Monday, December 15, 2008

Troubled News

There's been a lot of talk about the troubles at large newspapers and magazines, but the NYTimes has a story today about the impending death of a little newspaper in Bristol, Connecticut.

The newspaper, which has been publishing since 1871, will either be sold by mid-January or will close:

"Yes, this is another story about a newspaper in jeopardy, one that may well prompt dismissive responses about Paleolithic business models and pointless mourning over throwaway sheets of paper and ink. In other words: Get over it, hack, your day is done."

It is, at least, a poetic pre-obituary, asking the reader to pause and "appreciate what a small, imperfect daily newspaper means to this small, imperfect city":

"Let us watch, too, as Greg Fradette ... feeds two quarters into a machine and returns with a copy of The Press. In this city where, he says, 'springs are big,' the newspaper matters because it contains the intense coverage of sports at the high school and City Hall level; the listings of births, deaths and potluck suppers. 'The information you take for granted,' Mr. Fradette says."

Obviously, stories like this interest me on a personal level. Here I am, working for a weekly newspaper, writing on the internet for that same organization. (Btw, Chris Davis recently wrote about John Malmo's take on the future of newspapers for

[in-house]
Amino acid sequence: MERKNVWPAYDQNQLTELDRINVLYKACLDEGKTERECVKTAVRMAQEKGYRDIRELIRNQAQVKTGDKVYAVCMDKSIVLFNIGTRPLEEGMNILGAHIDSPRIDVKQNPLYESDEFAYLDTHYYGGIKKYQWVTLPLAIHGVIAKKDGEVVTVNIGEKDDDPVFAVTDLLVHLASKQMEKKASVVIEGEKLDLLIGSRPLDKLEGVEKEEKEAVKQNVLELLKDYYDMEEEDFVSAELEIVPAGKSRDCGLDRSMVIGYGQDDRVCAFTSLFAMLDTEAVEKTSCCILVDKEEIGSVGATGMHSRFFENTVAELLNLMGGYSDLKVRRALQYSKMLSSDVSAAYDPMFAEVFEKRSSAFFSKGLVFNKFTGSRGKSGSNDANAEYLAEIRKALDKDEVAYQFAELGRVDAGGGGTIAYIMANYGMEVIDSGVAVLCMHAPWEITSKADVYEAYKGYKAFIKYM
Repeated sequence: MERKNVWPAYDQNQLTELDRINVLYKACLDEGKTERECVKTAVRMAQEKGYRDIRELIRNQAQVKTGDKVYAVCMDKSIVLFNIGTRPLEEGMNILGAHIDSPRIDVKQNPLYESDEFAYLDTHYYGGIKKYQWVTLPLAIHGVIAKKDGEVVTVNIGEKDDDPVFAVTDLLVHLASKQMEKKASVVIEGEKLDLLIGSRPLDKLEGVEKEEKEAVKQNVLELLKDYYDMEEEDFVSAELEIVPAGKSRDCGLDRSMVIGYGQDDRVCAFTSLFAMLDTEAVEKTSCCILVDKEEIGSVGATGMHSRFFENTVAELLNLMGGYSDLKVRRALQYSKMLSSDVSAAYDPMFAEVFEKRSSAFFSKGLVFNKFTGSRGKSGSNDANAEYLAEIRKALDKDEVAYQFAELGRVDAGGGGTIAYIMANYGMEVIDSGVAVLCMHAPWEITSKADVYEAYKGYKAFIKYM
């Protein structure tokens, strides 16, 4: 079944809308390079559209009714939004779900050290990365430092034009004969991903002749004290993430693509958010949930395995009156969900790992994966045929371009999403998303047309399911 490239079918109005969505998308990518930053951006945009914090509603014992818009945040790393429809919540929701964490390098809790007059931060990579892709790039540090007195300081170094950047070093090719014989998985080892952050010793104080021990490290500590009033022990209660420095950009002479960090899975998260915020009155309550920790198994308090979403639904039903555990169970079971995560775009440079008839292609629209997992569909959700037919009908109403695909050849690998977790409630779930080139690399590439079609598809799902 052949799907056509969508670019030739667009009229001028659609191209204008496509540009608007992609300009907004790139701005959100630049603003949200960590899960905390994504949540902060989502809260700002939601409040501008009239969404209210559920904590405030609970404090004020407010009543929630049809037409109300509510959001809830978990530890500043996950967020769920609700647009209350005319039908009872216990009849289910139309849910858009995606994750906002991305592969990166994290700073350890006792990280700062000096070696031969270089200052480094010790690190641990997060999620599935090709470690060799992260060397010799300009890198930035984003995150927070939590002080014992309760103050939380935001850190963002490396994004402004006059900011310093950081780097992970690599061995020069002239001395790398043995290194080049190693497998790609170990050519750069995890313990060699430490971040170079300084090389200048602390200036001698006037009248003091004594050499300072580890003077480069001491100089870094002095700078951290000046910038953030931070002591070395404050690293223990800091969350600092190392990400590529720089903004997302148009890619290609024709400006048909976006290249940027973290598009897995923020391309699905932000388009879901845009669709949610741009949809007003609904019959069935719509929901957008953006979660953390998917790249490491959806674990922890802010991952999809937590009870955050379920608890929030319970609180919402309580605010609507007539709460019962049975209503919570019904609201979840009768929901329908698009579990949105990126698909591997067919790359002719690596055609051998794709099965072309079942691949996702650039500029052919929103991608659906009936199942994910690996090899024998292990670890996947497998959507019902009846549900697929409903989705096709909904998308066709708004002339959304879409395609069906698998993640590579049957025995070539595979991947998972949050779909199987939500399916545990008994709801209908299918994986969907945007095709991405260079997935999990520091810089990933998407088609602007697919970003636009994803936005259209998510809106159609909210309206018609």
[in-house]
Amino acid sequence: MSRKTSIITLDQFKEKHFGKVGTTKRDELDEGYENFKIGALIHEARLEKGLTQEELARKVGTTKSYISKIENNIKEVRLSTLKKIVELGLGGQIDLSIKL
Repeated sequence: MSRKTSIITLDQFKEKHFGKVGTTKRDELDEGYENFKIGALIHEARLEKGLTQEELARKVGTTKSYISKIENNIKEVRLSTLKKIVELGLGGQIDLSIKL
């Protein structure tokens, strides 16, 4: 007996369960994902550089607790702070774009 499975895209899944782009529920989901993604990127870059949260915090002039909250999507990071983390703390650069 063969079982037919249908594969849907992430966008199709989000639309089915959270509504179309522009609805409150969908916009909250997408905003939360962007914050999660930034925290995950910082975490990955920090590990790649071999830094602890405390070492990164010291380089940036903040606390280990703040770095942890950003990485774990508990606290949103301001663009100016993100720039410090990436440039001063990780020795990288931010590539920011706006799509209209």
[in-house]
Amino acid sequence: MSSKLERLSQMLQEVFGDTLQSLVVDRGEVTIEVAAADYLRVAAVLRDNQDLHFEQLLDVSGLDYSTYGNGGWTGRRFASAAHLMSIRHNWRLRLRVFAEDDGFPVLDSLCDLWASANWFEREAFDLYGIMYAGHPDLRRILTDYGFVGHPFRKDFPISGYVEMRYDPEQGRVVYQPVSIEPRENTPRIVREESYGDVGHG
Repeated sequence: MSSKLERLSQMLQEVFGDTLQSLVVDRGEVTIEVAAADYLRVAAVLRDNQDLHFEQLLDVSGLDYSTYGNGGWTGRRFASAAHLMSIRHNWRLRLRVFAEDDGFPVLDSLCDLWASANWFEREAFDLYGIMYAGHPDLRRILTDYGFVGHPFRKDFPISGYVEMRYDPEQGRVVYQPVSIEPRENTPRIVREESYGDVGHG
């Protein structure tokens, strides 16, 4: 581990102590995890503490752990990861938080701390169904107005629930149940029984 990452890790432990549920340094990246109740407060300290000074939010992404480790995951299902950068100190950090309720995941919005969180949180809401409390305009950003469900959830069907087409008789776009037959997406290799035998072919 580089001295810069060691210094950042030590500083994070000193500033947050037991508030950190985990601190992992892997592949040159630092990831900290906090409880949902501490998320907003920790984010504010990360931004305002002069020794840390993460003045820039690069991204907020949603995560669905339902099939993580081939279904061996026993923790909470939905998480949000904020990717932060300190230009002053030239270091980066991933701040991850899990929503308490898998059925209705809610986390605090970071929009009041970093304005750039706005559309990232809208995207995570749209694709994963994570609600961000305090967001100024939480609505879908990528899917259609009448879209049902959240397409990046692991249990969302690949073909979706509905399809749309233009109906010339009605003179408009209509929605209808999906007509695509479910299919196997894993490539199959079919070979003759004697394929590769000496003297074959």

But I also once interned at a teeny-tiny afternoon daily (in a teeny-tiny town, appropriately) and it really was an integral part of the town. Sure, everyone got the larger daily from the neighboring "metropolis" for regional news, but you had to get the Reporter — good-naturedly called the Repeater — for the police blotter, the news from city hall, and just generally to know what your neighbors were up to.

(And who in a small town doesn't want to know what their neighbors are up to?)

At The Bristol Press, they wonder about the stories that will go untold should they close.

"For now, a heavy-hearted editor will continue to be who he is, and do what he does. And a small band of reporters, working for a small, imperfect newspaper, will record for posterity the challenges facing a wounded soldier; the fire that roared through an animal shelter and the number of cats (30) and dogs (9) saved; the death of an 88-year-old woman named Henrietta; and the birth of a girl named Ava Marie."

1 comment:

Joe said...

It'll be a sad day for Bristol if the paper can't survive. I realize many people have become disenchanted with newspapers in recent years -- and let's face it, there is a lot of junk out there -- but it's a blow to democracy and to the community when one of these institutions fails. Love them or hate them, but local newspapers provide more information than any blog, TV news program or Web-based publication. Full disclosure: I was a reporter for 14 years and spent part of that time working for the Bristol Press.